Andi - I loved reading Small Town Sinner. I was so intrigued by that kind of subject. One that I read that I really enjoyed was Pure by Terra Élan McVoy. Really interesting look at teens with purity rings, waiting until marriage to have sex and what happens when someone goes against that or you yourself thinks about going against it.

Great post Magan.

February 10, 2015 - 9:20 am

Valeria @ A Touch of Book Madness - I love that you raised these questions. I have to agree with you. Other than Christian fiction which, as the genre suggests, deals with a lot of religious issues, I don’t see it anywhere in YA. I would love to see it reflected, and much like you be able to learn about other beliefs and cultures. People tend to focus on other diversity issues, but religion always seems to be pushed aside. Why is that?

Estelle: Things I Can’t Forget by Miranda Kenneally

Things I Can’t Forget by Miranda Kenneally ( tweet | web) Part of the Hundred Oaks series (but can be read as a standalone) Publication Date: March 1, 2013 Publisher: SourceBooks Fire Pages: 304 Target audience: Young adult Keywords: religion, choices, friendship, romance, summer Format read: ARC won from a contest held by the author. (Thank […]

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September 2, 2014 - 9:01 am

A Brave Reminder: On a Personal Note (Book List) - […] Before You by Jo Jo Moyes | Things I Can’t Forget by Miranda Kenneally | Only Everything by Kieran […]

November 26, 2013 - 9:01 am

Racing Savannah by Miranda Kenneally On Tour (Review + Giveaway), Estelle - […] Racing Savannah by Miranda Kenneally ( web | tweet ) Publication Date: December 3, 2013 Publisher: Sourcebooks Fire Pages: 304 Target audience: Young adult Keywords: horses, responsibilities, family obligations, class differences Format read: ARC from Publisher via NetGalley. Last book we received by M. Kenneally: Things I Can’t Forget […]

March 10, 2013 - 12:01 am

Rather Be Reading: Magan's Shelve It for March 10, 2013 - […] Requiem by Lauren Oliver + Things I Can’t Forget by Miranda Kenneally (Estelle’s Review) + Sean Griswold’s Head by Lindsey Leavitt (Recommended to me by Lori of Pure […]

March 4, 2013 - 5:12 pm

Magan + Estelle's Shelve It >> 3/3/2013, Estelle + Magan - […] review Going Vintage by Lindsey Leavitt review Themed Gift Pack: Also Known As by Robin Benway Things I Can’t Forget by Miranda Kenneally […]

February 28, 2013 - 6:06 am

Lori - For some reason I have yet to read one of Kenneally’s books. Sounds like I need to change that NOW! :)

February 27, 2013 - 4:25 pm

Alexa Y. - Oh wow. This sounds extremely appealing to me for some reason, and not just because of the summer camp aspect! I think I may need to dive in Miranda’s work ASAP just so I can read this one sooner :)

February 25, 2013 - 10:18 pm

Sharon @ The Book Barbies - I am SO excited for this one! It sounds so great, and I really liked Catching Jordan. I want to read it even more after reading this review. I keep checking back for either of my library systems to get it in so I can place a hold on it and get it quickly. So far, no luck, but hopefully soon! Obsession can pay off. 😀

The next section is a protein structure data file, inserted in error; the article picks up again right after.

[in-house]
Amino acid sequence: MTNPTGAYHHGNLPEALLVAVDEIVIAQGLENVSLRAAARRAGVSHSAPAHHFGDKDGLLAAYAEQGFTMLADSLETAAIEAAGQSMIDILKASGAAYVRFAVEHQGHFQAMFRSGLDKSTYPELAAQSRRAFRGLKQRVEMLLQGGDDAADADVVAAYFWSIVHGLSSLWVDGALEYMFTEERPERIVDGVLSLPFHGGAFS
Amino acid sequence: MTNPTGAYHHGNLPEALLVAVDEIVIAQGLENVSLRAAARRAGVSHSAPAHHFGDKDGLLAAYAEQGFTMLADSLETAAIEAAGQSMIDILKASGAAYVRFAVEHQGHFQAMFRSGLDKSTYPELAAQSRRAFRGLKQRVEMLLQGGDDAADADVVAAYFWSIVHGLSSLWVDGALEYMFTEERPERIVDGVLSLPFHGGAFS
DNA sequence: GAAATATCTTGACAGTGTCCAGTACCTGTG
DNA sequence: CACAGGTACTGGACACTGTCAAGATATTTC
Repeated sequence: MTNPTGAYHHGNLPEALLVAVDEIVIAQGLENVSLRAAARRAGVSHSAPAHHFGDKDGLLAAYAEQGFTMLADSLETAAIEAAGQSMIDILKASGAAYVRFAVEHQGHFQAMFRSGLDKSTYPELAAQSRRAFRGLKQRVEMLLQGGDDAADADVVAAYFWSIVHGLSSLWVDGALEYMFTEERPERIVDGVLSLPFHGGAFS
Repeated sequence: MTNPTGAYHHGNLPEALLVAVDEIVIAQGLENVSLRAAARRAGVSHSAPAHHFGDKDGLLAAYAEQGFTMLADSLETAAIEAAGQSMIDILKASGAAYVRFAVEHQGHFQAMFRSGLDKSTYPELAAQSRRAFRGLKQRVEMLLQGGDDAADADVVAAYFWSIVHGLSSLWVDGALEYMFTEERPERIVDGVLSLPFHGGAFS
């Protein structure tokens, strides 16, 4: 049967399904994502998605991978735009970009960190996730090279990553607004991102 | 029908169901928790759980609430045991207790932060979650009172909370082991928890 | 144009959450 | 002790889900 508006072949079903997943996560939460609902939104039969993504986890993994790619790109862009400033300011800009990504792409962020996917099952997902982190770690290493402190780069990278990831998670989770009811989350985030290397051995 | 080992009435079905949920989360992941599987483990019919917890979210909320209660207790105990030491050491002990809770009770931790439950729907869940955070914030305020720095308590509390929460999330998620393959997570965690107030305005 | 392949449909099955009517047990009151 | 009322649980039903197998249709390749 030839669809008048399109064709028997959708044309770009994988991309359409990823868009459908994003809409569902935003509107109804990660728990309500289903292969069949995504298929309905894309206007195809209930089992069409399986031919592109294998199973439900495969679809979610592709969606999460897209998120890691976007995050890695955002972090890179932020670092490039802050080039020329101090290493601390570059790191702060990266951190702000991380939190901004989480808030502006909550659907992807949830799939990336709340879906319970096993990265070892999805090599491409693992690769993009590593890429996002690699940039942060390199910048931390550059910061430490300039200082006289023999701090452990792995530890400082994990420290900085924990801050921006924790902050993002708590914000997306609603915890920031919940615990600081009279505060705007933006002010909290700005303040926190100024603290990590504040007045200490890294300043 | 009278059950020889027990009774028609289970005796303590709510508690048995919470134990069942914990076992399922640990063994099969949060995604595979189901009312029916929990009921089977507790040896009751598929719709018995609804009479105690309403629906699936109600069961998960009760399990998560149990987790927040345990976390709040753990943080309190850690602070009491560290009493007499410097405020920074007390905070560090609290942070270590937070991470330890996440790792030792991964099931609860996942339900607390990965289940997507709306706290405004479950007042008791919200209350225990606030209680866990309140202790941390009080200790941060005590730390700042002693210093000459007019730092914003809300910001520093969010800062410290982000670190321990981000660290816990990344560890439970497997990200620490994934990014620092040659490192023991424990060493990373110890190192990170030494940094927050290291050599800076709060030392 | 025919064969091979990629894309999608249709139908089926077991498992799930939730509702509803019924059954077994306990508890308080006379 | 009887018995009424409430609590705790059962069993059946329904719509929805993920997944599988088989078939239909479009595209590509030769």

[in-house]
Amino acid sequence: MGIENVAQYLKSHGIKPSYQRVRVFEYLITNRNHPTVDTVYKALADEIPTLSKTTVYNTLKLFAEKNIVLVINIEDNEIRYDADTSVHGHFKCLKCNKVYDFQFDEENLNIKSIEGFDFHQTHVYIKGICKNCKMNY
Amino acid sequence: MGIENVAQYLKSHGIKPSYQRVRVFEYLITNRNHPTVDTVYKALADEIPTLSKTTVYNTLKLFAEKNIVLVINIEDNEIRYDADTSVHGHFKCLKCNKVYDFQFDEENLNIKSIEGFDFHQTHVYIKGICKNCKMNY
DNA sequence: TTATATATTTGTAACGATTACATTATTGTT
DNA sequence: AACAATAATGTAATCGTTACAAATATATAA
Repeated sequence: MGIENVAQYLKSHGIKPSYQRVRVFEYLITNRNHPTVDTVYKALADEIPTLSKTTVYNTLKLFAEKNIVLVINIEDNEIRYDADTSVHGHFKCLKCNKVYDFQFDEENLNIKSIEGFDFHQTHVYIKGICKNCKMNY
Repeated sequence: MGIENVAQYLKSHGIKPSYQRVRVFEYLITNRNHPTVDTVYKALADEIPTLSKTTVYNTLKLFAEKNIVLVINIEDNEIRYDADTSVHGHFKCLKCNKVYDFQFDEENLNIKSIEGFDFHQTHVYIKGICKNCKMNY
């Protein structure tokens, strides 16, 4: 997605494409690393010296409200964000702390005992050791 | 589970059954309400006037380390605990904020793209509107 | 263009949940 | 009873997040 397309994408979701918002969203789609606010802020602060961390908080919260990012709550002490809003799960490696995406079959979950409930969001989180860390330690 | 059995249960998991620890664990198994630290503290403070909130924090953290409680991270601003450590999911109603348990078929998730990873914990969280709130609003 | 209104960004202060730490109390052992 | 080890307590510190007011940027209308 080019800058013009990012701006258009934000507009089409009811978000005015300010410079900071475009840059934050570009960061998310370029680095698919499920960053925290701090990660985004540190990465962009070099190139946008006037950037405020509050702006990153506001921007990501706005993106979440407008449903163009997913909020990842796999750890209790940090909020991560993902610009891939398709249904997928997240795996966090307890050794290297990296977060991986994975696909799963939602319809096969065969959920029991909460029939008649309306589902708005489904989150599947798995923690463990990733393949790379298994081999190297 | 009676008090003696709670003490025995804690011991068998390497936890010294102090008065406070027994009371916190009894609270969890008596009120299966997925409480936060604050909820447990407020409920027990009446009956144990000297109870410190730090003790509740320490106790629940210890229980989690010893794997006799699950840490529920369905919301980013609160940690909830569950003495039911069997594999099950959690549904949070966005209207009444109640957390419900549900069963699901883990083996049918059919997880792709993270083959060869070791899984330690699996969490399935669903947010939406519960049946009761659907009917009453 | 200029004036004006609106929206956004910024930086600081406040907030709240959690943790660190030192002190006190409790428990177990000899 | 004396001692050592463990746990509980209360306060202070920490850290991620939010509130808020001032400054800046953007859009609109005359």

February 25, 2013 - 9:24 pm

Vivian - I bought the 1st two books in this series bc everyone says how awesome they are and Miranda is great. I seriously need to read them soon tho! This one sounds like it’ll be just as amazing. Can’t wait to read it. Great review!

February 25, 2013 - 7:52 pm

Jess, Books and Sensibility - I can’t wait for this one to come out ! I started reading Stealing Parker and have found her books to be ideal contemporary novels. I always enjoy a good book about the summer

February 25, 2013 - 7:22 pm

Mary @ My Sisters Bookshelf - I like each book better with her and i am glad to see this review fits the trend! Also, i went to summer camp for 8 years so this book pretty much has to happen for me :)

February 25, 2013 - 6:04 pm

VeganYANerds - I’m so glad to hear that the third book is good! I have books 1 & 2 but I haven’t read them yet, but I am looking forward to the series even more now :)

February 25, 2013 - 2:05 pm

Lena @ Addicted 2 Novels - OMG, I’m dying to read this book, and your review isn’t helping. I’m so glad there are Parker and Jordan sightings and that Will plays a bigger role than I originally thought.

Ahhh, can’t wait to read this!

February 25, 2013 - 11:39 am

elena - Even though I am wary about the religious aspects despite your reassurances it’s not preachy, I really liked this line about the book: Things I Can’t Forget is so much about romance, friendship, and the magic and possibility that summer promises. I like ALL of those things! It sounds like this book really resonated with you & I know it’s definitely made you think. Thanks for the insightful review as always.

February 25, 2013 - 10:31 am

Tara - I have heard so much praise about these books and this author that I’m ashamed I haven’t read them yet :( You might have just sent me over the edge Estelle :)